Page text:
Uncertainty values were established in accordance with: HYQUAPRO and GUM. Type A uncertainty was derived using statistical methods, whereas Type B sources have been evaluated by parameters that serve as specifications, comparisons, or calibration data [33]. The suggested atmospheric correction is performed to correct systematic drift effects (type B error) that occur during data acquisition and, as previously discussed, degrade the radiance accordingly. The SVC, however, cannot deal with the nonsystematic drift (type A error) that may be part of the basic SNR of the sensor (provided by the sensor operators). The opportunity to apply the SVC in a robust way, i.e., for large net targets, the folding direction and the altitude of the aircraft above the SVC site are less significant; this is a remarkable finding. The study shows that the SVC can be easily applied if a suitable bright area is found and the overpass can be performed in any heading direction dictated by the flight trajectory or the sun’s elevation. Although it is highly recommended that the bright area be featureless, this is not practical. Hence, a bright area with features can also be used as the spectral sequence obtained by the different net densities enables modeling these features out from the calibration. The nets can be easily unfolded in 30 min by two people. The main advantage of the suggested targets is that they are made of the same material with different mixing rates and end up covering the sensor’s entire dynamic range, thus it is important to have more than two SVC nets targets. The two immediate indicators to assess the quality of the data (Rad/Ref and RRDF) based on the reflectance and radiance of the net targets on the ground enable immediate inspection of the data which, if planned ahead, can be done on board the aircraft. In principal, the ground team can measure the reflectance of all nets during the overpass and this information can be transmitted to the airplane. The SVC calibration image can be download from the sensor and processed onboard by applying first radiometric calibration and then the suggested QI parameters (Red/Ref and RRDF). The result can be automatically calculated and provide the operator with the current status of the sensor.
This work adds values to the SVC study conducted by [16], who first suggested this approach. In addition, it confirms the remarkable results that were obtained through many flight campaigns conducted from 2010 using the SVC approach for the AisaDUAL sensor, which was not subjected to routine laboratory calibration. Those results, based on reflectance information, suggested that the SVC method enables normalization of all sensors producing similar reflectance units that, if needed, can be used across them.

5. Summary and Conclusions

The SVC method proposed herein was applied to multi-source HRS data simultaneously acquired by three different airborne HRS sensors over selected ground sites in France. The main objective of this airborne campaign was to test the SVC approach and to produce favorable reflectance values in order to generate realistic thematic products that rely on reflectance values. The three airborne HRS sensors used were: AisaDUAL, AHS and CASI-1500i, characterized by different spectral coverage and resolution, spatial resolution, flight heading, altitude, time and scanning configurations; two scenarios were introduced (ideal scenario where all sensors share the same geometry over the SVC areas and AOIs, and non-ideal scenario where the sensors do not share the same geometry over the SVC areas and AOIs). None of the examined sensors during this particular campaign (introduced to both very poor atmospheric conditions of low illumination angle (at sunset) and very limited number of variables available for T-test and F-test) could provide reliable reflectance information from their original radiance as inspected by the QIs developed for the SVC method. The suggested SVC approach was able to correct the data and produce more reliable physical (response) spectrum that could then better extract the reflectance information, enabling generation of accurate thematic maps. For the current SVC approach, we suggest using artificial ground targets that are easy to maintain, transport and measure, located near the airfield, as well as a light ground area on which to unfold the net prior to the flight. The flight direction was found to be important whereas the flight altitude had no impact. The simplicity of the SVC method and its ability to provide QIs for every stage in the analysis suggest that it is powerful and practical. We thus call upon all of the HRS community members to implement the SVC method in order to allow adequate analyses of at-sensor data even for drifted or biased sensors, as well as to support cross-utilization of many other HRS sensors. We strongly believe that the resultant data will improve with experience.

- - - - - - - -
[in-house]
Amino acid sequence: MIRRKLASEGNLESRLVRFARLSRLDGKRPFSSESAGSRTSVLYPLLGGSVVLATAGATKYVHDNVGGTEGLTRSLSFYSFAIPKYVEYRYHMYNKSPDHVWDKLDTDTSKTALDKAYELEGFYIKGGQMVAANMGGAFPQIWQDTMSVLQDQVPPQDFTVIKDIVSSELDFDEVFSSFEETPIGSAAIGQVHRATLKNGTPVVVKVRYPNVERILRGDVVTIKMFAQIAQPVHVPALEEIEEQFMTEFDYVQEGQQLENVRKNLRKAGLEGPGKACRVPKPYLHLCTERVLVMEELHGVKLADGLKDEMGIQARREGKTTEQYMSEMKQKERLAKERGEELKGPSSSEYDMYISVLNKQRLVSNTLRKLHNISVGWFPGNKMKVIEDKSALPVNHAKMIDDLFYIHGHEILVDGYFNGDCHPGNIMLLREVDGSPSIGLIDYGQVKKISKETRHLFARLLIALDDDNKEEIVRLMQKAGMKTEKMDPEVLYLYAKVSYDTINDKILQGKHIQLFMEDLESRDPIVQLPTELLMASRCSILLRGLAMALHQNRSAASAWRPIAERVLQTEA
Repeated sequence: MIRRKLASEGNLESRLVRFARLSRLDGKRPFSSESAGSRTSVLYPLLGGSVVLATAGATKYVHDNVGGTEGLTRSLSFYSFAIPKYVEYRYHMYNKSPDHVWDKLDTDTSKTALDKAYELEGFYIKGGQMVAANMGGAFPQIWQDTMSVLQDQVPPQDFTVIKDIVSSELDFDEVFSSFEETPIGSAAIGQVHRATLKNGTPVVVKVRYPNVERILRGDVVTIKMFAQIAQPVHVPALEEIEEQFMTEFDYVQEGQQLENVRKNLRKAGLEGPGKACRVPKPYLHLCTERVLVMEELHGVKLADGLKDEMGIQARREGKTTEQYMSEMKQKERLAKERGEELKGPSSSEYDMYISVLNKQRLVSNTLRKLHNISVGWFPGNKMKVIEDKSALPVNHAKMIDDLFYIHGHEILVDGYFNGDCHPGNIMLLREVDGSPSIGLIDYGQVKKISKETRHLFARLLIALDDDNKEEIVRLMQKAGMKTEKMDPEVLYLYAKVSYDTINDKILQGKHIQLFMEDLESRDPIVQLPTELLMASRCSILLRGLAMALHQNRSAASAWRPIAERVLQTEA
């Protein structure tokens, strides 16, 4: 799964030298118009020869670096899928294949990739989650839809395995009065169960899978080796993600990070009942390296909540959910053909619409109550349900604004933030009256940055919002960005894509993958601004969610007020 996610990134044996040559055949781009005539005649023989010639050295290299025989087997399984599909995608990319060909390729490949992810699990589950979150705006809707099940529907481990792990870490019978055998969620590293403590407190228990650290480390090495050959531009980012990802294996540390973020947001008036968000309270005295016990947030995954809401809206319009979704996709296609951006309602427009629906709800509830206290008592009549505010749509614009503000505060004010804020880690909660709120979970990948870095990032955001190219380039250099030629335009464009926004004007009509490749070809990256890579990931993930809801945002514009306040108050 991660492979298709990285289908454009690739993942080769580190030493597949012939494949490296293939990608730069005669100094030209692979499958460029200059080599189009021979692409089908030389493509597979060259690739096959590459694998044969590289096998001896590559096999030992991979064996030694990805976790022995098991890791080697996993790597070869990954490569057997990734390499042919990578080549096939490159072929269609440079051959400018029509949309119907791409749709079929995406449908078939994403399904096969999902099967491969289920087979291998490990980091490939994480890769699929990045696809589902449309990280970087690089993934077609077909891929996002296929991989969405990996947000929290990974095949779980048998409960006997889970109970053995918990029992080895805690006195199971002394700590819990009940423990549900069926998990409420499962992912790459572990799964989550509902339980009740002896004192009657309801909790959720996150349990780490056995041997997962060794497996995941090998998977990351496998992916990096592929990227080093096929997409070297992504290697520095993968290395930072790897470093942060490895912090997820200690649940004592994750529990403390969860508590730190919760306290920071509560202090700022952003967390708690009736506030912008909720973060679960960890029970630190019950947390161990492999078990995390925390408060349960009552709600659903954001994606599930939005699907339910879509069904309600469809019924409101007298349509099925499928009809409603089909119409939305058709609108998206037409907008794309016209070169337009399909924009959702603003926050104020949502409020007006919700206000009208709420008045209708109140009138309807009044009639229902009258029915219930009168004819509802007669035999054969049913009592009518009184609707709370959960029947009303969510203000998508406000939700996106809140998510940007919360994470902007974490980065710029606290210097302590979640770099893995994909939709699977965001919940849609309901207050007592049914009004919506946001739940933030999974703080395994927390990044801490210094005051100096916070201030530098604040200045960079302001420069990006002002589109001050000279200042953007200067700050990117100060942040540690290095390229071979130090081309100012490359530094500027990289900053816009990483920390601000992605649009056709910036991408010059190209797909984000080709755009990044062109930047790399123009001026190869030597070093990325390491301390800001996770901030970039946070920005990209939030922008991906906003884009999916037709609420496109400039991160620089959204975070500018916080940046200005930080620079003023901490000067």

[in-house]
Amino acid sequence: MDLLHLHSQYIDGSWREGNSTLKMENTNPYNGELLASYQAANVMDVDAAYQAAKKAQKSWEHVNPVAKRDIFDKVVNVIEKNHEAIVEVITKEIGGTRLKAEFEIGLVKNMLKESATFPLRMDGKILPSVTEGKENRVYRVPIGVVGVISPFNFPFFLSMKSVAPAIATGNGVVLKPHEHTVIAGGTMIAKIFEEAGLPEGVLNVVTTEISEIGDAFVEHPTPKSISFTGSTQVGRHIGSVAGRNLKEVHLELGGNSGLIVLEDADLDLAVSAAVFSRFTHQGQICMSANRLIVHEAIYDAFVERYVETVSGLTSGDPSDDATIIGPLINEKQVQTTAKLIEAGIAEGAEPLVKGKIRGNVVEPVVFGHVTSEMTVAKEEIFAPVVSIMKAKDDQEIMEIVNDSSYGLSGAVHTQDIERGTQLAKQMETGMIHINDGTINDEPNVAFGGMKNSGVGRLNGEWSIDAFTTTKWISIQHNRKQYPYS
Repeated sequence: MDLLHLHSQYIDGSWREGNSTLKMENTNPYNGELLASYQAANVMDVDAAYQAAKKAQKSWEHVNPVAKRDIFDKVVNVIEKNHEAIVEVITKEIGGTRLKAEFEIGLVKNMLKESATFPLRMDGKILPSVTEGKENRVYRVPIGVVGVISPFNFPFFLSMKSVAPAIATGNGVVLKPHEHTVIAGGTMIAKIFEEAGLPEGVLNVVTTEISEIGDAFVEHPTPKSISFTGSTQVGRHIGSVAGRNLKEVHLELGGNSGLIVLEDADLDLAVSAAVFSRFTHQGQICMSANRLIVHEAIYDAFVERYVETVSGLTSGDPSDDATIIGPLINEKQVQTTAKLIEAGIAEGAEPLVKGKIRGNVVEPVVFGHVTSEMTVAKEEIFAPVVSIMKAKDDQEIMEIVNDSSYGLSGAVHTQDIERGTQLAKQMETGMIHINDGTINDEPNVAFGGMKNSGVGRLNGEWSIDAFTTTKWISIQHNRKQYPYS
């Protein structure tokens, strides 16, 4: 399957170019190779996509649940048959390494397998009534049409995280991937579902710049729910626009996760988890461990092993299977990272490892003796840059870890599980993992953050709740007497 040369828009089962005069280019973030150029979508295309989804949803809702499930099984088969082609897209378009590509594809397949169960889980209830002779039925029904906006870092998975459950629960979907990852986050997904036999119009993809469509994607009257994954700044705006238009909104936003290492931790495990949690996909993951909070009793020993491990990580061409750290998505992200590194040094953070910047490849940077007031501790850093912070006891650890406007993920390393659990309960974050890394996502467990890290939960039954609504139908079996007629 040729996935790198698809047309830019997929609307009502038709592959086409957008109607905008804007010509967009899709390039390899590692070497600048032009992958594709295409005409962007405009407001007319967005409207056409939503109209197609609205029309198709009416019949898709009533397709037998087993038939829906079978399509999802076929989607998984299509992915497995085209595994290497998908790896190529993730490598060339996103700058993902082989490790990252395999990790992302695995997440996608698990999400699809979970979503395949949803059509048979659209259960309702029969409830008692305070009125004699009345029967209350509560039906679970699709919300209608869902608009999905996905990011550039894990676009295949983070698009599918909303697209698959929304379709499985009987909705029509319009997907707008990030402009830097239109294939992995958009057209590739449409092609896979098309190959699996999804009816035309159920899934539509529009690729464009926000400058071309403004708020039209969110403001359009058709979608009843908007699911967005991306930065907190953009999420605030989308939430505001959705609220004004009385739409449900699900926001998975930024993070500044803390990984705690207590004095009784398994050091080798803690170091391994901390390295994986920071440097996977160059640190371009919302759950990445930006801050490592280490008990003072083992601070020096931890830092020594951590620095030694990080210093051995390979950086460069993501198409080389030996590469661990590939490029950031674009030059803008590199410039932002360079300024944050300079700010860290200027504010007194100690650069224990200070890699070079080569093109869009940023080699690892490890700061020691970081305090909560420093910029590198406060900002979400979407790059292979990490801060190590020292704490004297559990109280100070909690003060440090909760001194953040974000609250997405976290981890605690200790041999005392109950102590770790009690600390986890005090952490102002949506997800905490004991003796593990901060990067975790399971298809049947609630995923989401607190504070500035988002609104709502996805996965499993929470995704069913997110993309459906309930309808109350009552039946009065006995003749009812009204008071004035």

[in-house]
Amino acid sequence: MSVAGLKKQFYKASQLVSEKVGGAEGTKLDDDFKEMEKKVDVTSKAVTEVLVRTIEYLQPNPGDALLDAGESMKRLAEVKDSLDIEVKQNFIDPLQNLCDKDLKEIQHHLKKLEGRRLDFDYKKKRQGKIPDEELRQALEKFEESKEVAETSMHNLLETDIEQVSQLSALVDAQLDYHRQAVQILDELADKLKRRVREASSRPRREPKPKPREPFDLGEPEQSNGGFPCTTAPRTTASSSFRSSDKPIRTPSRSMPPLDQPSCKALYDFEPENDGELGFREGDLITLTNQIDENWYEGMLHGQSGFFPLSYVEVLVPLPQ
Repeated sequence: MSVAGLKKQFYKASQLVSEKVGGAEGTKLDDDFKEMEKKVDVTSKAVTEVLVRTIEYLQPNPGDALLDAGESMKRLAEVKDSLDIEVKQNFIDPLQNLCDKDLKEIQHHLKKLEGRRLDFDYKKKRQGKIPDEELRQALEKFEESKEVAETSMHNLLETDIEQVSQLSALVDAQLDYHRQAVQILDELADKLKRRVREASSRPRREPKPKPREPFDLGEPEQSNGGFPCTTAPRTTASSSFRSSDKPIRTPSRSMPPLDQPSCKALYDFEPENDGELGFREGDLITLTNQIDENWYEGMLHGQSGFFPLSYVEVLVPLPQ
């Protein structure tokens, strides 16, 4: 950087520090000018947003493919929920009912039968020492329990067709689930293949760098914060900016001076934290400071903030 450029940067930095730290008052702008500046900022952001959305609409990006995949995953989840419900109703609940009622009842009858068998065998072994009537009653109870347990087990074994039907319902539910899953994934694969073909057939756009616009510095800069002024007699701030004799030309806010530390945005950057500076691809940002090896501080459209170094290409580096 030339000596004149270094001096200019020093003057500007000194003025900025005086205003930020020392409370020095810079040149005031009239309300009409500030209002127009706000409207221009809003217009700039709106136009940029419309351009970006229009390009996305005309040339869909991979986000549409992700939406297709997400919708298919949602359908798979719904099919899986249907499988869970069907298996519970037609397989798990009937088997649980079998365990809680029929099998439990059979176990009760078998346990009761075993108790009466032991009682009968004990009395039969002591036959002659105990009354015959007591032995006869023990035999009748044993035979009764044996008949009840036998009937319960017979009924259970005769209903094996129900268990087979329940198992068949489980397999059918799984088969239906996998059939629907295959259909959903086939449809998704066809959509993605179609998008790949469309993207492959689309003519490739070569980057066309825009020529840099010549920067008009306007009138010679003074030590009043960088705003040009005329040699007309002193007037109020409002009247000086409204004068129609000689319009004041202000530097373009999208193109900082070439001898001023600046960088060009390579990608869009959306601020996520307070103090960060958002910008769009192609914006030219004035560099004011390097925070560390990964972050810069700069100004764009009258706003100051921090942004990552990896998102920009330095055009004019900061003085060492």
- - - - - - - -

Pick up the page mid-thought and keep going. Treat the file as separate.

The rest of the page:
Acknowledgments

The authors wish to thank the European Facility for Airborne Research EUFAR (www.eufar.net) for funding the flight campaign (Transnational Access Project “ValCalHyp”) and the INTA crew members (AHS and CASI-1200i sensors onboard the CASA platform) and NERC crew members (AisaDUAL on DORNIER 228 platform) for the airborne data acquisition.

Author Contributions

Anna Brook developed the SVC method under the supervision of Eyal Ben-Dor. Eyal Ben-Dor has served as a head of the ValCalHyp airborne mission and Anna Brook served as a head of the ground-truth teams and performed under leadership of Eyal Ben-Dor. The first draft of this paper was written by Anna Brook and further revised by Eyal Ben-Dor.

Acronyms

ACORN
Atmospheric CORrection Now
AOI
Area of Interest
ASD SpecPro
Analytical Spectral Device
ASDS
Average Sum of Deviations Squared
ASDS-s
Average Sum of Deviations Squared – spectral variation
ATCOR
ATmospheric CORrection
BRDF
Bidirectional Reflectance Distribution Factor
EL
Empirical Line
EUFAR
EUropean Fleet for Airborne Research
HRS
Hyperspectral Remote Sensing
INS-GPS
Inertial Navigation System-Global Position System
LUT
Look-Up Table
MODTRAN
MODerate resolution atmospheric TRANsmission
MTF
Modular Transfer Function
NERC
Natural Environment Research Council
NIR
Near InfraRed
PCMODWIN
Ontar’s Windows™ version of MODTRAN
QA
Quality Assessment
QI
Quality Indicator
Rad/Ref
Radiance-to-Reflectance ratio
RRDF
Radiance-to-Reflectance Difference Factor
RT
Radiative Transfer
SNR
Signal-to-Noise Ratio
SSIM
Structural SIMilarity index
MSSIM
Mean Structural SIMilarity index
SVC
Supervised Vicarious Calibration
SWIR
ShortWave InfraRed
TA
Transnational Access
VIS
VISible
VNIR
Visible and Near InfraRed

Conflicts of Interest

The authors declare no conflict of interest